Eagle Valley students to stage ‘Cinderella’
GYPSUM – Mention the Rogers and Hammerstein’s musical “Cinderella” to the average Baby Boomer generation female and chances are good it will produce a fond response.
The original production, which was developed expressly as a television special, aired on March 31, 1957 and starred Julie Andrews, who was fresh off her Broadway success in “My Fair Lady.” The show attracted some 107 million viewers – 60 percent of the American population at the time. For many years, the original “Cinderella” held the record for the highest number of viewers of any television program ever aired. Ironically, because videotaping technology was rudimentary at the time, the production was a one-time event.
That changed in 1965 when CBS presented a second television “Cinderella” production. This time Lesley Ann Warren had the lead role in the lavish, color production. The musical would air annually for the next eight years and watching “Cinderella” became a beloved family event.
The most recent national television rendition of “Cinderella” was presented in 1997 and starred pop singer Brandy with Whitney Houston playing her Fairy Godmother.
With all this history and the beloved nature of the musical to consider, how does it feel for Eagle Valley High School students to step into those famed glass slippers?
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“The songs are kind of iconic,” says Zoe Thrasher, who plays one of Cinderella’s wicked stepsisters.
She has a point. From the Cinderella solo on “In My Own Little Corner” to her duet with Prince Charming in “Ten Minutes Ago” to the comical “Stepsisters’ Lament” to the Fairy Godmother’s “Impossible: It’s Possible,” the musical features songs that are instantly familiar to audiences.
“It’s a well-known play so it will get the little kids excited,” said Melodey Matthews, who will share time with Christina Smith in the titled role of Cinderella.
With 39 students participating, this spring’s EVHS musical features one of the largest casts ever assembled. To accommodate the large numbers, directors Cathy Strickler and Pat Sheehy assembled two entire “Cinderella” casts. One group will perform Thursday and Saturday night. The other will perform Friday night and the Saturday matinee.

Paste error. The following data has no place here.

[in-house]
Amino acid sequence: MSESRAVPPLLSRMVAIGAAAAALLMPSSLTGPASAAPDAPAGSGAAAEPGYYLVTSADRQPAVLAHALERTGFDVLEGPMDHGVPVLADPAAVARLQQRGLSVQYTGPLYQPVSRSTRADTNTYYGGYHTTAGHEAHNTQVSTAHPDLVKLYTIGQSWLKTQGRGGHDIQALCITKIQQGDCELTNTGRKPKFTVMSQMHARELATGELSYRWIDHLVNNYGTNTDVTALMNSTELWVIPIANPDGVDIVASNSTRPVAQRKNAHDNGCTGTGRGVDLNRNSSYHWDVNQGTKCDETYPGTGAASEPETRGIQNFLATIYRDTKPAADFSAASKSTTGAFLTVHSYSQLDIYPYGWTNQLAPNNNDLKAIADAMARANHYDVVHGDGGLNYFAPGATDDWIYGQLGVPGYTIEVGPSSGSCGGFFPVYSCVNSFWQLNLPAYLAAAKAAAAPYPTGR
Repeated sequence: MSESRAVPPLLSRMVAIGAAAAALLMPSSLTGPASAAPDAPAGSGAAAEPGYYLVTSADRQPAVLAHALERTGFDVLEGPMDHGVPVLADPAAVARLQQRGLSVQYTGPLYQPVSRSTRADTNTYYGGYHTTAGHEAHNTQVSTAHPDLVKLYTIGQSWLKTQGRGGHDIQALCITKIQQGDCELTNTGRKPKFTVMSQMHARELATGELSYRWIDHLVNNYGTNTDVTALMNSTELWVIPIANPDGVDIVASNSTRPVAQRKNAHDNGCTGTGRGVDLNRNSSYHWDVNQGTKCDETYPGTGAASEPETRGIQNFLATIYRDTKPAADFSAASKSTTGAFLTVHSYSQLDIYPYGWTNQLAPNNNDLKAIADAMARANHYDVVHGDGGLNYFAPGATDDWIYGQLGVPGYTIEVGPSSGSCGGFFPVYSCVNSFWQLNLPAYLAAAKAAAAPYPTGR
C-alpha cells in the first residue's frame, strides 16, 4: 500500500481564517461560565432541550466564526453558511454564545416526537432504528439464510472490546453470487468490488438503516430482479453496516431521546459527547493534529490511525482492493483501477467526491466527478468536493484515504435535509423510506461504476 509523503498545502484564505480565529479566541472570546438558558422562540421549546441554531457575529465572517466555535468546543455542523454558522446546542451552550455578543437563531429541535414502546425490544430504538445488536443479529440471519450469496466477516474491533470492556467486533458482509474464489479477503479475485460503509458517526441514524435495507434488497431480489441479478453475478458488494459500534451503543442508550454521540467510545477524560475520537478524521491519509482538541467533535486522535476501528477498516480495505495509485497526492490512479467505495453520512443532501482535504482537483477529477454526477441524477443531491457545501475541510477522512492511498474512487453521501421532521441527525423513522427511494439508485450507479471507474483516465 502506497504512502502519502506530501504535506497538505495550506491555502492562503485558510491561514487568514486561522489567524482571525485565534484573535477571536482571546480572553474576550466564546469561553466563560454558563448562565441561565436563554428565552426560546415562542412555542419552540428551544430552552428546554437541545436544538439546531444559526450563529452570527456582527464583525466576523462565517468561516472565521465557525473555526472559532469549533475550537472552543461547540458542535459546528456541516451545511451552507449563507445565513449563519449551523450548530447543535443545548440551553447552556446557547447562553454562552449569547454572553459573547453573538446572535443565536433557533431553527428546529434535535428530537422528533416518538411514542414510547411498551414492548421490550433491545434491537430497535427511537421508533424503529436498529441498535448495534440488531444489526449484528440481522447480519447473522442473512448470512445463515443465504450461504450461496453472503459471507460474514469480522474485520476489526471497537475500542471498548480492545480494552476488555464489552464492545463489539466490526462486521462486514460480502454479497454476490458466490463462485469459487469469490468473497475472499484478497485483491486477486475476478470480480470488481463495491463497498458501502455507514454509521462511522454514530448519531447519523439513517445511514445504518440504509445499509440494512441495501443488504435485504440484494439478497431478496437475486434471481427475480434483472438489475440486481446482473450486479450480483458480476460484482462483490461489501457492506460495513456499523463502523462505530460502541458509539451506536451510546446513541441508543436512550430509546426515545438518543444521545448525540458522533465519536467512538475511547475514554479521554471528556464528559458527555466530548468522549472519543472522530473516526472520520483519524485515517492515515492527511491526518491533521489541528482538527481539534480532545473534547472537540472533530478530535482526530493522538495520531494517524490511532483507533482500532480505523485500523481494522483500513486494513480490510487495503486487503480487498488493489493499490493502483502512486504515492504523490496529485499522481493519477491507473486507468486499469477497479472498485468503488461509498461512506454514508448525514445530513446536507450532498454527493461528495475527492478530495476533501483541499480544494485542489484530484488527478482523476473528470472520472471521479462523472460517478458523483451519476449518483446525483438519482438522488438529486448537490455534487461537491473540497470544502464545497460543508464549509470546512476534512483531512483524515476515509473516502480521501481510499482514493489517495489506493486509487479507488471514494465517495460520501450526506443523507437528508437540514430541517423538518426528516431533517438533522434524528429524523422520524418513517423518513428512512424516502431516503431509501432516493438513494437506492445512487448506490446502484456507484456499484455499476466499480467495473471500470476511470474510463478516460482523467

The students say they are happy to share stage time because the different casts each give unique interpretations of the musical. But the double cast also meant that twice as many kids had to learn dance moves and other intricacies of the musical. Both the familiarity of the music and the shear number of songs in the play provided a big challenge for the two casts.
“There’s a part of the play that has three songs, right in a row,” said Lane Smith, one of the stepsisters.
Steven Siefers, who shares the role of the Herald with Will Dutmer, has one of the biggest lyrical challenges in “Cinderella.” The song “The Prince is Giving a Ball” is the first production number in the musical and it features the prince’s huge litany of names – His Royal Highness Christopher Rupert Windmehr Lademehr Carl Alexander Francois Reginal Lansalot Herman Gregory James – followed by equally verbose monikers for the king and queen.
“But that first phrase is ridiculously long,” said Siefers.
The challenges in producing “Cinderella” extend beyond the music. It is, after all, a classic, magical fairy tale. The stage crew has to create a carriage from a pumpkin and horses from mice. Cast members credited Pam Smith for the set construction. Additionally, what’s a fairy tale without girls in ball gowns? Stalwart volunteer Nikki Fowles again created costuming wonders for the musical.
“Cinderella” is also a big event for very personal reasons at EVHS. It is the first musical to be produced in the school’s newly refurbished auditorium. The performance will feature better acoustics and lighting, not to mention more comfortable seating, for the production. For the performers themselves, the EVHS auditorium now has a more spacious backstage area for both costuming and waiting in the wings.
“We have a lot of new technology in the auditorium,” said Christina Smith, one of the Cinderellas.
“It’s just a great play. People should come. People should come and see both groups,” said Fairy Godmother Emily Kingston.
Or, as her character would advise, that might just be possible.